Microsoft to let devs see .NET source

Microsoft is making the source code available for the .NET Framework libraries in order to help developers debug their .NET projects. While the software giant stopped short of open source, just being able to look at the code and step into it in the debugger will be a welcome addition for .NET developers.
Written by Ed Burnette, Contributor

Any long time MFC coder will tell you that one of the things Microsoft did right was to include the source code to MFC libraries with the binaries. That way, when you were debugging your own program, you could step into any library functions you called to see why they weren't working like you expected, or look backwards in the stack trace to see who called your code and why. At long last Microsoft is doing the same thing with the .NET framework libraries.

So is MS open sourcing .NET? No. The code will be available under the Ms-RL license which grants you a license to use the software for "reference use" only. It's not shared source, and it's not open source, and it's certainly not free software. From the license:

"Reference use" means use of the software within your company as a reference, in read only form, for the sole purposes of debugging your products, maintaining your products, or enhancing the interoperability of your products with the software, and specifically excludes the right to distribute the software outside of your company.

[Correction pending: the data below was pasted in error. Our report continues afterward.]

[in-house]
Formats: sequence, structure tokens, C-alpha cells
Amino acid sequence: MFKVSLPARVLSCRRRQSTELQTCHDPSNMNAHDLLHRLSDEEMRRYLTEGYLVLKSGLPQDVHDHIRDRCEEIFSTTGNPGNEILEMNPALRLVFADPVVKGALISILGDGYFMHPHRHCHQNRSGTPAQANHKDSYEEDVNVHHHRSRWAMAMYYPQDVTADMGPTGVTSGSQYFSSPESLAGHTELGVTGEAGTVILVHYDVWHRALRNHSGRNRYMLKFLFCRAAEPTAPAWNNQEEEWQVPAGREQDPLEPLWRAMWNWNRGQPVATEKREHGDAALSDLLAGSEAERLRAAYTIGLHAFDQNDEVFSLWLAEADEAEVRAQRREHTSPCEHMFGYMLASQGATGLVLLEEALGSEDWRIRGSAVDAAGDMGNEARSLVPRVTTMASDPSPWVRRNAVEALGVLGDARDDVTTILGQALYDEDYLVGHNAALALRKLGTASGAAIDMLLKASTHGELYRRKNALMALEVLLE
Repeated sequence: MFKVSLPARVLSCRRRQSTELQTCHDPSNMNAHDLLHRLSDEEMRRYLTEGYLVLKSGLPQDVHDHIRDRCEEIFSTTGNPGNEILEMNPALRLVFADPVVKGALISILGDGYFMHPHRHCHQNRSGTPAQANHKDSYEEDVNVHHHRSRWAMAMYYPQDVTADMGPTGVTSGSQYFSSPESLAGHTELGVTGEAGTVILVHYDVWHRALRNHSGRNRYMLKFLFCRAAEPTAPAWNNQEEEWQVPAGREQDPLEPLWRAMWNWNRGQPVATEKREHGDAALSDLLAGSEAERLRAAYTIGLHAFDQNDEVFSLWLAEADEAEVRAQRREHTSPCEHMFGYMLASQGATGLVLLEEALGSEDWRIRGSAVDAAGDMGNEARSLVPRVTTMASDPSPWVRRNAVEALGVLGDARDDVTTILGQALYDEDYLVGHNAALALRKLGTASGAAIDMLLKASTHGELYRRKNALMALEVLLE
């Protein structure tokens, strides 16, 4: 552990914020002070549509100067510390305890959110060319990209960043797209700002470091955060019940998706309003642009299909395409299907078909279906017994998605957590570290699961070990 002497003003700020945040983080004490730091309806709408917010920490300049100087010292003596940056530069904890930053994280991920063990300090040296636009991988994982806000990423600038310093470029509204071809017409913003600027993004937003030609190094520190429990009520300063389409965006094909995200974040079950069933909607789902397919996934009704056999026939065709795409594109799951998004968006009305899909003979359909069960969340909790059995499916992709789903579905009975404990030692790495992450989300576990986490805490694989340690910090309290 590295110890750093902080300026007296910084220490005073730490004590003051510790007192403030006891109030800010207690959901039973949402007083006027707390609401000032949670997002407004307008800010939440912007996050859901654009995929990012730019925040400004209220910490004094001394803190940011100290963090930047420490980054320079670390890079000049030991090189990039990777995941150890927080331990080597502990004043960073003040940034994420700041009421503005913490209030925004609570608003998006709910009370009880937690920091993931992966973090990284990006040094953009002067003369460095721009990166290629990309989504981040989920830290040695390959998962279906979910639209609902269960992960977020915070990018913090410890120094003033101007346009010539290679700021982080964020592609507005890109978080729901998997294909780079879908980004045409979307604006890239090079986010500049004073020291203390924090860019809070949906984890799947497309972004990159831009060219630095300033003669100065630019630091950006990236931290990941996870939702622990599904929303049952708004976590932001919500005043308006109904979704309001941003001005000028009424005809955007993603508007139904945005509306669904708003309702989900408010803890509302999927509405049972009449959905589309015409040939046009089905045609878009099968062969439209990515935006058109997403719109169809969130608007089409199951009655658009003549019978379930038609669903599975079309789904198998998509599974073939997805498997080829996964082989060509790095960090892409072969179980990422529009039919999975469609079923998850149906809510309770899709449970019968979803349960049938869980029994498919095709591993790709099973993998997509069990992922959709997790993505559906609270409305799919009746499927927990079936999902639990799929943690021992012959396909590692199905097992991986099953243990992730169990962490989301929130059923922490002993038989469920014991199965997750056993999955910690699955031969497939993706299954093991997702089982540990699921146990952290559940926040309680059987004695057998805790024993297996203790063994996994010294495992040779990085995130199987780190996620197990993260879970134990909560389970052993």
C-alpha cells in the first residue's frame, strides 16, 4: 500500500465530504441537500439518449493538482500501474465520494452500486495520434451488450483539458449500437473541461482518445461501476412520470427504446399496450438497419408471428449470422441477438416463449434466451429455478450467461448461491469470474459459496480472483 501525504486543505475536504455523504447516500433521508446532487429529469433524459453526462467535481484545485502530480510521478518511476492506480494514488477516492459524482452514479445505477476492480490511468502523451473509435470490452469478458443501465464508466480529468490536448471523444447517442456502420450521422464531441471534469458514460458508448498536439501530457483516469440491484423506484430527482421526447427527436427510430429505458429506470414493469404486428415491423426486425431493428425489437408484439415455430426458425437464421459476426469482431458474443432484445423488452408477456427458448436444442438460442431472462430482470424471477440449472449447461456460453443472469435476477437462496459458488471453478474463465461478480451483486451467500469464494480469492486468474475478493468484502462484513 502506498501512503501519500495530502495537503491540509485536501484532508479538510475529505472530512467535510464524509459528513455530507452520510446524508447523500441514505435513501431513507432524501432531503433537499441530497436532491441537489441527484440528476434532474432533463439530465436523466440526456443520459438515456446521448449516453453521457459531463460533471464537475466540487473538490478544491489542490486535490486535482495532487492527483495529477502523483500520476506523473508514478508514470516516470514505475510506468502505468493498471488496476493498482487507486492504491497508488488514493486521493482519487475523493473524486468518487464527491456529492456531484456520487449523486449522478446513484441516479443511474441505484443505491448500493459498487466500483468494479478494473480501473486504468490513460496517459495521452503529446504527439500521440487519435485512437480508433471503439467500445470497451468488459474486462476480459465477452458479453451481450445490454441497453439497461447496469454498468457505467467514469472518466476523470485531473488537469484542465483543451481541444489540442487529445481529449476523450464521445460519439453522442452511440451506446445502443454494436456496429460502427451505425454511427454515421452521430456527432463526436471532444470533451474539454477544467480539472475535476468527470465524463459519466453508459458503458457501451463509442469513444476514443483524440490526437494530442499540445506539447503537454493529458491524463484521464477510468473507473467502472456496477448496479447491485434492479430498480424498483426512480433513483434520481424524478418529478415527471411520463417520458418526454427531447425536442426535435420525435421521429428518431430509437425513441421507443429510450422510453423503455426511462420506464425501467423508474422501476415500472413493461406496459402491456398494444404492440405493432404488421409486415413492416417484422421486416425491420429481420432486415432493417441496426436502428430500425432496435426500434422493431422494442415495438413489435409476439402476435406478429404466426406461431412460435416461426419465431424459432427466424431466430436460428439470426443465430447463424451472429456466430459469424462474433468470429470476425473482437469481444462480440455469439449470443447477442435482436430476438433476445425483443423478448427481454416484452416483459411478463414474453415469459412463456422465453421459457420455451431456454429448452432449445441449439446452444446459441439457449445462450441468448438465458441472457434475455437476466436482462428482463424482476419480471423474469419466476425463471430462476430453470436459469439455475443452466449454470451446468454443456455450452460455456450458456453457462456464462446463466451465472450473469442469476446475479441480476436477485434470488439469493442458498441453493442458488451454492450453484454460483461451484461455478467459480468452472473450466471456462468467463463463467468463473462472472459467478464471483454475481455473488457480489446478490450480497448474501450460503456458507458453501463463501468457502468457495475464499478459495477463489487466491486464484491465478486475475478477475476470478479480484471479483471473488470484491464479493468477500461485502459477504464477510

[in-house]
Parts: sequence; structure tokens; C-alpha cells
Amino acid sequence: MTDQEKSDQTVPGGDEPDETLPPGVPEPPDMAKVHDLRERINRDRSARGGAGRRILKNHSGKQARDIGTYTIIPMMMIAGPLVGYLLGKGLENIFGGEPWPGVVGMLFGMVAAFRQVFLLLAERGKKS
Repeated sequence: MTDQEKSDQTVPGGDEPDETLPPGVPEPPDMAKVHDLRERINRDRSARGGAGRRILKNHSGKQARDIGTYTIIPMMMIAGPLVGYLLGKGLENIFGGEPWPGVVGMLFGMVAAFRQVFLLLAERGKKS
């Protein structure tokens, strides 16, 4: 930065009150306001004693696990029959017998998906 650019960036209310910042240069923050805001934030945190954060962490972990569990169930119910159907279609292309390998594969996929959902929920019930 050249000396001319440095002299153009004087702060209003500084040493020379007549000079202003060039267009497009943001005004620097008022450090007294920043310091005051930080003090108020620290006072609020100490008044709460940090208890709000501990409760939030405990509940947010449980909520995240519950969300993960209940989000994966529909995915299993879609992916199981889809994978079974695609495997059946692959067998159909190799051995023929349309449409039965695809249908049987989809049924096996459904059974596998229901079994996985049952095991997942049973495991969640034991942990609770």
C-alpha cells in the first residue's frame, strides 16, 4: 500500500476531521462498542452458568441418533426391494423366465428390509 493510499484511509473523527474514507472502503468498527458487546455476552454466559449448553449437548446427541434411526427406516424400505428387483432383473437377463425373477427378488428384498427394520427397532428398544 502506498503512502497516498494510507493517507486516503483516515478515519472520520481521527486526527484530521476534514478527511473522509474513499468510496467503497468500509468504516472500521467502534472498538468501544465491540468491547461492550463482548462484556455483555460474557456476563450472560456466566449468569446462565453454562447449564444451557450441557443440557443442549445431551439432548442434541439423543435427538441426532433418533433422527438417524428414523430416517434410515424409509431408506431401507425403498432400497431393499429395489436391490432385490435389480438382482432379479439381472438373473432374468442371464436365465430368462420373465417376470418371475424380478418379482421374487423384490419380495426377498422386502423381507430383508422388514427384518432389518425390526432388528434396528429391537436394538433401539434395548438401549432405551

Microsoft will start by offering the source code for the following libraries:

  • the .NET Base Class Libraries (System, System.IO, System.Collections, System.Configuration, System.Threading, System.Net, System.Security, System.Runtime, System.Text, etc),
  • ASP.NET (System.Web),
  • Windows Forms (System.Windows.Forms),
  • ADO.NET (System.Data),
  • XML (System.Xml), and
  • WPF (System.Windows).

MS will be adding more libraries in the months ahead (including WCF, Workflow, and LINQ).

The way it will work is pretty neat: when you debug a .NET application in Visual Studio 2008 the debugger will automatically download symbols and source code for the particular version of .NET (including service packs, etc.) that you are running. When you step into a call to DataBind() method on a Grid View control, for example, VS2008 will contact MS's servers to get the right source code for you.

This is not just line numbers, folks. According to Microsoft, the Locals and Watch windows are fully supported both in your code and the .NET Framework source. MS is providing full debug info, including local variables and class member info.

Based on prior experience with Microsoft's symbol servers, I expect the process to be quick and painless. The information will be cached on your local hard disk so you only have to download it once. And people who don't use VS2008 will be able to get the source in a (large) standalone install.

So, sorry Mono/Moonlight project, .NET is still proprietary and you still have to re-implement everything yourself. Good luck with that. But for developers on Windows who have bought into the Microsoft walled garden (and there are plenty of folks who are happy with that, despite the comments this post will probably generate), just the ability to look at the source will be a godsend.

See Scott Guthrie's blog for more details and screenshots.

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